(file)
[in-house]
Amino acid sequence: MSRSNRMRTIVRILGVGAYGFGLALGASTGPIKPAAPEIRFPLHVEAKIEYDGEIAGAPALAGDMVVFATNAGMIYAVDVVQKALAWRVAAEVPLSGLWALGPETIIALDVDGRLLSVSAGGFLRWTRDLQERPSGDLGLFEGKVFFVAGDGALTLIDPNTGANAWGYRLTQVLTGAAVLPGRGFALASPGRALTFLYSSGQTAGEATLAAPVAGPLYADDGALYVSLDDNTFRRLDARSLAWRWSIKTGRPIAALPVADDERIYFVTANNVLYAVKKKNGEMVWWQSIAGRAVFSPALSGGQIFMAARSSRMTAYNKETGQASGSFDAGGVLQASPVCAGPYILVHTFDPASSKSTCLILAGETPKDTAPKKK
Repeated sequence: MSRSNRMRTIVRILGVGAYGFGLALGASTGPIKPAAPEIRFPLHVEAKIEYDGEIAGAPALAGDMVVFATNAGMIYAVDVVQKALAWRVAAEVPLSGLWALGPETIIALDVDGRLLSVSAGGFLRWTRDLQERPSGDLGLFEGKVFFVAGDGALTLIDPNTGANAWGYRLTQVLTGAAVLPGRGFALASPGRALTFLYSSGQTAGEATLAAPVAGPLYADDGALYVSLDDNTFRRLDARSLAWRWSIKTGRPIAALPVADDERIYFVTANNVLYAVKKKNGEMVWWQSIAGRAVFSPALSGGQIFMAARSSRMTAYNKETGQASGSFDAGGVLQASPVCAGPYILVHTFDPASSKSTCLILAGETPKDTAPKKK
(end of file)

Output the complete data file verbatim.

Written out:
[in-house]
Amino acid sequence: MSRSNRMRTIVRILGVGAYGFGLALGASTGPIKPAAPEIRFPLHVEAKIEYDGEIAGAPALAGDMVVFATNAGMIYAVDVVQKALAWRVAAEVPLSGLWALGPETIIALDVDGRLLSVSAGGFLRWTRDLQERPSGDLGLFEGKVFFVAGDGALTLIDPNTGANAWGYRLTQVLTGAAVLPGRGFALASPGRALTFLYSSGQTAGEATLAAPVAGPLYADDGALYVSLDDNTFRRLDARSLAWRWSIKTGRPIAALPVADDERIYFVTANNVLYAVKKKNGEMVWWQSIAGRAVFSPALSGGQIFMAARSSRMTAYNKETGQASGSFDAGGVLQASPVCAGPYILVHTFDPASSKSTCLILAGETPKDTAPKKK
Repeated sequence: MSRSNRMRTIVRILGVGAYGFGLALGASTGPIKPAAPEIRFPLHVEAKIEYDGEIAGAPALAGDMVVFATNAGMIYAVDVVQKALAWRVAAEVPLSGLWALGPETIIALDVDGRLLSVSAGGFLRWTRDLQERPSGDLGLFEGKVFFVAGDGALTLIDPNTGANAWGYRLTQVLTGAAVLPGRGFALASPGRALTFLYSSGQTAGEATLAAPVAGPLYADDGALYVSLDDNTFRRLDARSLAWRWSIKTGRPIAALPVADDERIYFVTANNVLYAVKKKNGEMVWWQSIAGRAVFSPALSGGQIFMAARSSRMTAYNKETGQASGSFDAGGVLQASPVCAGPYILVHTFDPASSKSTCLILAGETPKDTAPKKK